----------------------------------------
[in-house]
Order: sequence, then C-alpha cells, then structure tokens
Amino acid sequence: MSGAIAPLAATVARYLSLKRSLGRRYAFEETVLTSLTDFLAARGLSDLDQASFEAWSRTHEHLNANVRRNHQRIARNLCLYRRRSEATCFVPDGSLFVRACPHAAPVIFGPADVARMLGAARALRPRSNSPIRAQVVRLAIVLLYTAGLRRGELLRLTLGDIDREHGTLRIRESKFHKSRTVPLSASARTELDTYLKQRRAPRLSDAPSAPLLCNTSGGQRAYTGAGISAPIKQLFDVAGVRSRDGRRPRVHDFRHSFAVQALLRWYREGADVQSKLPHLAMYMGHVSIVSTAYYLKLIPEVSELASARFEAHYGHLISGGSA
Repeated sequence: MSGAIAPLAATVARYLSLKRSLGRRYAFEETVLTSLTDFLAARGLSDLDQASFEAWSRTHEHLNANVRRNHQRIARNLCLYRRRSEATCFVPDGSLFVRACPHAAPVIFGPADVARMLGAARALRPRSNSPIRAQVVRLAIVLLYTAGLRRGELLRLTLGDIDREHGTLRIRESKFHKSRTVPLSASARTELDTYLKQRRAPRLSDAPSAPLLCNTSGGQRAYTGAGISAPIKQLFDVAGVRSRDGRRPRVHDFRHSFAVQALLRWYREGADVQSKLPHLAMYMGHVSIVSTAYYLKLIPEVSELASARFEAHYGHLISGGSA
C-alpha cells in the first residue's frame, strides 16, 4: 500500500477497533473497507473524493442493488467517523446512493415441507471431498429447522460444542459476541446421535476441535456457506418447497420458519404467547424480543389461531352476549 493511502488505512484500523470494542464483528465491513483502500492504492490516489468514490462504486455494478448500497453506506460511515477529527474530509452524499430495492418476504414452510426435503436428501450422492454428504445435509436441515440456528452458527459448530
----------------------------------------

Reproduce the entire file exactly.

[in-house]
Order: sequence, then C-alpha cells, then structure tokens
Amino acid sequence: MSGAIAPLAATVARYLSLKRSLGRRYAFEETVLTSLTDFLAARGLSDLDQASFEAWSRTHEHLNANVRRNHQRIARNLCLYRRRSEATCFVPDGSLFVRACPHAAPVIFGPADVARMLGAARALRPRSNSPIRAQVVRLAIVLLYTAGLRRGELLRLTLGDIDREHGTLRIRESKFHKSRTVPLSASARTELDTYLKQRRAPRLSDAPSAPLLCNTSGGQRAYTGAGISAPIKQLFDVAGVRSRDGRRPRVHDFRHSFAVQALLRWYREGADVQSKLPHLAMYMGHVSIVSTAYYLKLIPEVSELASARFEAHYGHLISGGSA
Repeated sequence: MSGAIAPLAATVARYLSLKRSLGRRYAFEETVLTSLTDFLAARGLSDLDQASFEAWSRTHEHLNANVRRNHQRIARNLCLYRRRSEATCFVPDGSLFVRACPHAAPVIFGPADVARMLGAARALRPRSNSPIRAQVVRLAIVLLYTAGLRRGELLRLTLGDIDREHGTLRIRESKFHKSRTVPLSASARTELDTYLKQRRAPRLSDAPSAPLLCNTSGGQRAYTGAGISAPIKQLFDVAGVRSRDGRRPRVHDFRHSFAVQALLRWYREGADVQSKLPHLAMYMGHVSIVSTAYYLKLIPEVSELASARFEAHYGHLISGGSA
C-alpha cells in the first residue's frame, strides 16, 4: 500500500477497533473497507473524493442493488467517523446512493415441507471431498429447522460444542459476541446421535476441535456457506418447497420458519404467547424480543389461531352476549 493511502488505512484500523470494542464483528465491513483502500492504492490516489468514490462504486455494478448500497453506506460511515477529527474530509452524499430495492418476504414452510426435503436428501450422492454428504445435509436441515440456528452458527459448530